At the crack of dawn on Palm Sunday, outside the walls of the Philippines’ Baclaran Church, in Metro Manila’s Parañaque City, groups of women, men, and children are busy weaving fresh palm fronds. They skillfully shape each one into crosses and other ornate designs, which are known locally as “palaspas.” Catholics observe Holy Week beginning on Palm Sunday, when devotees carry the palaspas to churches and have them blessed by priests.
Pacita Andres hasn't had enough sleep for the past three days, yet she doesn’t feel the exhaustion. As long as there are palm fronds around her, Andres said she would weave them. She anticipated that the demand for palaspas this year would be huge, since COVID-19 restrictions have eased, allowing churches to open their doors to more people.
Pacita Andres tirelessly weaves palm fronds to sell to devotees outside the church on Palm Sunday. Photo: Alecs Ongcal
Vendors weave palm fronds outside the walls of Baclaran Church on Palm Sunday. Photo: Alecs Ongcal
At the height of the COVID-19 pandemic, churches in the Philippines were closed and religious activities were limited to online gatherings. Many families who earned a living around these churches were left to rely on cash assistance from the government. Andres sees this year’s Holy Week observation as an opportunity to make up for what her family of eight lost during the lockdown.
“Life during lockdown was difficult,” Andres told VICE. “We just had to be resourceful. Thankfully, things are opening up now, and we’re able to sell things again. I hope this continues.”
Ronnel de Juan, Pacita Andres’ son, pulls a crate filled with palm fronds to sell to devotees. Photos: Alecs Ongcal
When she was young, Andres’ aunt would wake her up to catch the first mass in Baclaran Church and sell palaspas to devotees. As she got older, she was taught how to weave the palm fronds into different forms like crosses, flowers, animals, and other symbols. She enjoys making little hearts at the end of the braided stalk. Now 42, Andres is passing on the skill to her six children who have been helping her collect, weave, and sell the fronds that would jumpstart their savings for the year.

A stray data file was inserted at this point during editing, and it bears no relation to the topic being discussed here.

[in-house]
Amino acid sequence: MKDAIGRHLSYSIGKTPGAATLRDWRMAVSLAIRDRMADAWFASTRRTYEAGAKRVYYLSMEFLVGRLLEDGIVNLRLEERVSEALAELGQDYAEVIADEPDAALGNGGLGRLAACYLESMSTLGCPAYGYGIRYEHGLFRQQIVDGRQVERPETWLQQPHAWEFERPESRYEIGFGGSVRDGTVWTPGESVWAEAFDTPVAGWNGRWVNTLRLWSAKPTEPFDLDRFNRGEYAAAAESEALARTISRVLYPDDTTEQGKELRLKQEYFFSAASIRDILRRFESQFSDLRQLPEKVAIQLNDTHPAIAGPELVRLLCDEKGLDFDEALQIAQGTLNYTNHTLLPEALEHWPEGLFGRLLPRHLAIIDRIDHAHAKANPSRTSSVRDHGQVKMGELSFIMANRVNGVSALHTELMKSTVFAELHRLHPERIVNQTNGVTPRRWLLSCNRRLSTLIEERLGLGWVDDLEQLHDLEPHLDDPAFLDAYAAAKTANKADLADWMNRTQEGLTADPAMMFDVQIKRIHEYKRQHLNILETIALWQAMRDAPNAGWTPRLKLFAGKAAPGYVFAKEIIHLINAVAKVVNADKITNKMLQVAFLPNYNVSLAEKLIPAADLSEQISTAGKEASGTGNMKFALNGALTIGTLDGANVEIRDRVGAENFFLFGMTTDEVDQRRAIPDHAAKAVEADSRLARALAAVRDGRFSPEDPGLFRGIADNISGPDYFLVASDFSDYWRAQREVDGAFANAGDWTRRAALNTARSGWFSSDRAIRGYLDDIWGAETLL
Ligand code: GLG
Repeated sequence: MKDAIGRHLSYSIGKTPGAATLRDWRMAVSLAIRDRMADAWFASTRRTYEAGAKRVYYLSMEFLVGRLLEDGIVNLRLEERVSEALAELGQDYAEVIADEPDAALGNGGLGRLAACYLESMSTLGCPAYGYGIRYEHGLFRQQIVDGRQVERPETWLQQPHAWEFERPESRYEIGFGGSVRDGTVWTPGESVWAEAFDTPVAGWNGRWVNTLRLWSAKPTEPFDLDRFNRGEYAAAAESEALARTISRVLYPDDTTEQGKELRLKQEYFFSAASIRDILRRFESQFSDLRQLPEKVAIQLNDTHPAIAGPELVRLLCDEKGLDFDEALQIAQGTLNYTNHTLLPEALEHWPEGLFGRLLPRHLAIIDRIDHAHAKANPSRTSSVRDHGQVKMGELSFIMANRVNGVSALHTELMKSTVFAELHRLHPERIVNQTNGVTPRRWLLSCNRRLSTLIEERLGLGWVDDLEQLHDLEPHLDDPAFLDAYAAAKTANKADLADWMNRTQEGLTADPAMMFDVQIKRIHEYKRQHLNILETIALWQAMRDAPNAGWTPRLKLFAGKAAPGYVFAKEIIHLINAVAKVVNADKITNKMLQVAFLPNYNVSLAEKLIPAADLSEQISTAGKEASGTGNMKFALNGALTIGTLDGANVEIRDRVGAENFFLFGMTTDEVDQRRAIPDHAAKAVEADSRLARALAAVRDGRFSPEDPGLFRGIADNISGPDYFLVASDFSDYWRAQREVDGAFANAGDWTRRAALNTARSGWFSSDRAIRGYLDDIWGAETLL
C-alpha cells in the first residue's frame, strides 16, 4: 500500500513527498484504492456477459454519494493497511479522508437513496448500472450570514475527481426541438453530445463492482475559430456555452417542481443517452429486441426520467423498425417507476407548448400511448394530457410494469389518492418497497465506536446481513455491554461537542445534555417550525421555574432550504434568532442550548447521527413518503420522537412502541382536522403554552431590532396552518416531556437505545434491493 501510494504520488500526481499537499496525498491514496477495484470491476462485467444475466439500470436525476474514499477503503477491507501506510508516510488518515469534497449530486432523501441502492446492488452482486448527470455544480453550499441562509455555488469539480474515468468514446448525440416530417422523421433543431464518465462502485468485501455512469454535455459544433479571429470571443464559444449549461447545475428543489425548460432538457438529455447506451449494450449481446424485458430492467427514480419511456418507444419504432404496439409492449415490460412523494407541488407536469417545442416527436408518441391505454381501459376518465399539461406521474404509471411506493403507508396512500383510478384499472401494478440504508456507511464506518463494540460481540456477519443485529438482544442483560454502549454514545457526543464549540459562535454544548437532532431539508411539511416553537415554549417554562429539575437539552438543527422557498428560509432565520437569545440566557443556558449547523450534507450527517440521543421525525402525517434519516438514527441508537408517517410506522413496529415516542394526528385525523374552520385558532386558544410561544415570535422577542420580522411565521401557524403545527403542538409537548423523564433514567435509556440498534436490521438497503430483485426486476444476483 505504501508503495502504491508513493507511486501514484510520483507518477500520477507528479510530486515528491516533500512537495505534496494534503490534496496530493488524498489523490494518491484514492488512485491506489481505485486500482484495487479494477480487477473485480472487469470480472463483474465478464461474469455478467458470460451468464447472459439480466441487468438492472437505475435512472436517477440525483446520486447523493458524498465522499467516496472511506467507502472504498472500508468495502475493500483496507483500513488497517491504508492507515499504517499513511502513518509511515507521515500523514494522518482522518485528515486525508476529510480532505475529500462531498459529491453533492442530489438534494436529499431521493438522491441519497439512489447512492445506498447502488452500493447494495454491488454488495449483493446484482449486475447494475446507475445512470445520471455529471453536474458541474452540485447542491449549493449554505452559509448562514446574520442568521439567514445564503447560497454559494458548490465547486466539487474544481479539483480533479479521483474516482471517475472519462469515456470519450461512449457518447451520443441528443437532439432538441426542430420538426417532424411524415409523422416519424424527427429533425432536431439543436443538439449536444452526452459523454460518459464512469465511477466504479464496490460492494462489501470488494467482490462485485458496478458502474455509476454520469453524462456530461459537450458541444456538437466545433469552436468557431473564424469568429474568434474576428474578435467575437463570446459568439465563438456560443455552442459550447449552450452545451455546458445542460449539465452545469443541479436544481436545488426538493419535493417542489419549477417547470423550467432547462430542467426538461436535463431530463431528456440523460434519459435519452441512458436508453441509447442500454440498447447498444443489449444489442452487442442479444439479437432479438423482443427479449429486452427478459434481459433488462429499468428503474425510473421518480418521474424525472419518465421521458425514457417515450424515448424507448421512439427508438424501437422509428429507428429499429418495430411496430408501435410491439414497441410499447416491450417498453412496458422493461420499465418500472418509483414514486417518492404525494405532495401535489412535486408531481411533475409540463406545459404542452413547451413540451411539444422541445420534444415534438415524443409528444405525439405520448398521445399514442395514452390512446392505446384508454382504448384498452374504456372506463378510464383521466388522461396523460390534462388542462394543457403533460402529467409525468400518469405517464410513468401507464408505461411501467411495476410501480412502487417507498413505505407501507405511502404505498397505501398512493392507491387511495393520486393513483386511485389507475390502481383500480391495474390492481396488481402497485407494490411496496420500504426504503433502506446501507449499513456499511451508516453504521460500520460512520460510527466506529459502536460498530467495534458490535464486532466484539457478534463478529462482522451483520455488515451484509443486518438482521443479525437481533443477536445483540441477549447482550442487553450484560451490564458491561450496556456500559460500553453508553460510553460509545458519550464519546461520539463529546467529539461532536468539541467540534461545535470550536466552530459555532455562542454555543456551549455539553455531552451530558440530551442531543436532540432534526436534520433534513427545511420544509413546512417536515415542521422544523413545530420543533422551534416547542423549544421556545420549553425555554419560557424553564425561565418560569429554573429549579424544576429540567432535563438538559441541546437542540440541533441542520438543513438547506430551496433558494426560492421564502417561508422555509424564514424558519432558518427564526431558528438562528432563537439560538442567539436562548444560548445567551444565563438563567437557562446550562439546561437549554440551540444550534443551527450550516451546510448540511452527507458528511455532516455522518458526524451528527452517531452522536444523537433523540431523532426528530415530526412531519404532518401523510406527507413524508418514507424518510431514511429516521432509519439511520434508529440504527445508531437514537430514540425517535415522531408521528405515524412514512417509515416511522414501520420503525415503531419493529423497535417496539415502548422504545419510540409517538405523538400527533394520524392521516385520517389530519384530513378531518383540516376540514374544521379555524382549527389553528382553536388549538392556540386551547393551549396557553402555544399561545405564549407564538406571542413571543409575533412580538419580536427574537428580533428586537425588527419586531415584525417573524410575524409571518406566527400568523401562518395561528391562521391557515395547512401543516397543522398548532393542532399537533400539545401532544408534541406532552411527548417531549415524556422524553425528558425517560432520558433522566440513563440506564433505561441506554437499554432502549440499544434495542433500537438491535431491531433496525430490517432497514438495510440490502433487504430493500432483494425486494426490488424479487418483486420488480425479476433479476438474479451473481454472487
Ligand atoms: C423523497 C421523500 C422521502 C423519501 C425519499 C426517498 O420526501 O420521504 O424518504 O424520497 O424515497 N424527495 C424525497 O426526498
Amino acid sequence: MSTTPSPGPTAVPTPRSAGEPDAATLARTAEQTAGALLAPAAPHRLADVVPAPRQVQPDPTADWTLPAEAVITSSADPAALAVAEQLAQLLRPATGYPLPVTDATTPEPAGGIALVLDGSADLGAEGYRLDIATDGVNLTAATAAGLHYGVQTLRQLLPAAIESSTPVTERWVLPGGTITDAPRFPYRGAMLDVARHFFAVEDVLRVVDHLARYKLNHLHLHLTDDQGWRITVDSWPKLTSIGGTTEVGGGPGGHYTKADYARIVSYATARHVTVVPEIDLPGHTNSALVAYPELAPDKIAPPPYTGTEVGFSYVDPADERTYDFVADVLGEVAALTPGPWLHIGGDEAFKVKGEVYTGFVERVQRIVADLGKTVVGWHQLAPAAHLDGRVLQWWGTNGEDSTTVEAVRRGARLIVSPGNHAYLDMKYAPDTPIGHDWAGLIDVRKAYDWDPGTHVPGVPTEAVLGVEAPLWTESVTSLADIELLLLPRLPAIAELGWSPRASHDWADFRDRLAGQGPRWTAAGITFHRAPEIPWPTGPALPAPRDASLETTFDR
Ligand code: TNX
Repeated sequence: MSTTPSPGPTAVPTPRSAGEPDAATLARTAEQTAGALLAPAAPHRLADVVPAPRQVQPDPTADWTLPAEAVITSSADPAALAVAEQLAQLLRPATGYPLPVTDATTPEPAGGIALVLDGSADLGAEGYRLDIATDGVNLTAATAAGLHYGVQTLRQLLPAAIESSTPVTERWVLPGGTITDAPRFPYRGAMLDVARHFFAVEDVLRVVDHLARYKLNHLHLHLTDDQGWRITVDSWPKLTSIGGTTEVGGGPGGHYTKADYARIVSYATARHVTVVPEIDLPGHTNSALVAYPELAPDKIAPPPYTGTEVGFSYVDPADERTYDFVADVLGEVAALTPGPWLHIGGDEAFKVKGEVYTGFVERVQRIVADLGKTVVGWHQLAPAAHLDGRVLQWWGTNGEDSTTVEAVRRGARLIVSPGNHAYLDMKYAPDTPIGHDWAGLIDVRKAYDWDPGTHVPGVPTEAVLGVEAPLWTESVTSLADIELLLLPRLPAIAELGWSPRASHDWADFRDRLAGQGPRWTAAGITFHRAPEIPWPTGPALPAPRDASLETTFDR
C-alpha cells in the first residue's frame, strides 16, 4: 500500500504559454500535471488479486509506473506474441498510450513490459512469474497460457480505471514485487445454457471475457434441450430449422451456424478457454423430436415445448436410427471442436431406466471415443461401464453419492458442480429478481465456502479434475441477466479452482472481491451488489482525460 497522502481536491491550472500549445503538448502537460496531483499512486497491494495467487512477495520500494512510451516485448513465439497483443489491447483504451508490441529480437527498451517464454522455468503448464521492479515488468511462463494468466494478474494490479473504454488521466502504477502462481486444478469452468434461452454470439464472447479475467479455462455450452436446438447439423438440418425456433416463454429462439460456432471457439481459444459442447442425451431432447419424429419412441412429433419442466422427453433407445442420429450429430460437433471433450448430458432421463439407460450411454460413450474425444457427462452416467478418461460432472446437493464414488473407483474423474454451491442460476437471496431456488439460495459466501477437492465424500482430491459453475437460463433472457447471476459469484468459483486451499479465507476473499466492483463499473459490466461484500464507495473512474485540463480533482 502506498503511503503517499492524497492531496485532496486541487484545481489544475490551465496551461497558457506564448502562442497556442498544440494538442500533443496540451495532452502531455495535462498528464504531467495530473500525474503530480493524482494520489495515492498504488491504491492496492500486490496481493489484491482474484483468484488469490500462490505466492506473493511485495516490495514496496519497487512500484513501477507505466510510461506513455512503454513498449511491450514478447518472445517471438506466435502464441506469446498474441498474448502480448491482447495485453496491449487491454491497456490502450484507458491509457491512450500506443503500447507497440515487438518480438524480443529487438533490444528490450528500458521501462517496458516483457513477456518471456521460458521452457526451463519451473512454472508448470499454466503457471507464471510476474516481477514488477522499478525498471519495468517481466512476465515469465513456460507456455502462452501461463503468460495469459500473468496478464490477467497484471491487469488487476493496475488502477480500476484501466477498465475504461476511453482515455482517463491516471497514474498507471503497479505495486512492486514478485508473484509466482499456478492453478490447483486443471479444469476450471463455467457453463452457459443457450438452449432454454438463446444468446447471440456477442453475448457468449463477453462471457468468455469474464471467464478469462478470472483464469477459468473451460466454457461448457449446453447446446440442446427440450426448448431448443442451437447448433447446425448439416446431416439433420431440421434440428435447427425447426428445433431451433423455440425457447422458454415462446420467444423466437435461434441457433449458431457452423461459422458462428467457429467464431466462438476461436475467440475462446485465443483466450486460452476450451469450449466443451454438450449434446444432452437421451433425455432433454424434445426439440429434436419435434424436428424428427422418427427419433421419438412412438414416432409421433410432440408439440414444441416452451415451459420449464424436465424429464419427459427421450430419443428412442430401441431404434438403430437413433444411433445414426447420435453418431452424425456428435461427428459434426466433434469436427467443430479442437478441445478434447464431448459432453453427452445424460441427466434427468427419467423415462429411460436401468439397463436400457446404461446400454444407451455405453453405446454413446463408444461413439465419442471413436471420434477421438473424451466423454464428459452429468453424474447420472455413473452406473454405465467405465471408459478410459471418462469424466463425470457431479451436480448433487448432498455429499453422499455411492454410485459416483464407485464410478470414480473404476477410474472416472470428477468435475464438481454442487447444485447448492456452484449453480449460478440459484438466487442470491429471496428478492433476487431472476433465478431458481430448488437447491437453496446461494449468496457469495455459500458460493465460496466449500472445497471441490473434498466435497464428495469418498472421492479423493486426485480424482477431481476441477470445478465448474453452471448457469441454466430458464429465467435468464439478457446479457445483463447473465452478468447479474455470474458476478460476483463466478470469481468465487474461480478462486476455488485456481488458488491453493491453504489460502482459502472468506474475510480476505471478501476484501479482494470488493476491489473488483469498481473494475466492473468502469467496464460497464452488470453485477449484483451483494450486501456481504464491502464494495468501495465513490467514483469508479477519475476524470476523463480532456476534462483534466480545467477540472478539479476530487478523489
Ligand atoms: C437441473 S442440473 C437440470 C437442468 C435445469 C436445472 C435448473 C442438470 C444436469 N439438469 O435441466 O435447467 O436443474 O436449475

The cost of a palaspas has doubled since the pandemic, now selling for about a dollar. The rise in price was not determined by the prevailing pandemic, but by the cost of raw materials and other accessories they add to make one, vendors said.
With only a few palm fronds left to sell, Ruben and Eugene Mandapat discuss where they can find fresh palm fronds to collect so they can meet buyers’ demand. Photo: Alecs Ongcal
Ruben Mandapat, a church vendor who started selling palm fronds at 12 years old, said his palm frond suppliers from Quezon province were not able to deliver enough to meet the demand for the day. So, together with his sibling Eugene Mandapat, he climbed coconut trees in nearby Roxas Boulevard and other neighborhoods to collect fronds.
Carmela Carandang, 42, grew up near Baclaran Church, but she only started selling palaspas six years ago. Nearing Palm Sunday, she and her family would weave and sell palm fronds. Her daughter Marie works at a business outsourcing company but would skip work to help. They said their earnings from selling palaspas on Palm Sunday is higher than the daily rate in Marie’s day job.
Carmela Carandang weaves palm fronds outside her house on Palm Sunday. In a day, she can weave 100 to 150 palm fronds. Photo: Alecs Ongcal
Most of the families that live near Baclaran Church are dependent on devotees engaged in religious activities. On regular days, they sell water, flowers, candles, and even serve as parking attendants.
For the palm frond weavers, the ease in pandemic quarantine restrictions and the opening of church doors are already blessings. They only pray that, like the promise of Easter at the end of a somber Holy Week of fasting, prayers, and sacrifice, things will get better soon.
A priest blesses the palm fronds of churchgoers in Baclaran Church. Photo: Alecs Ongcal
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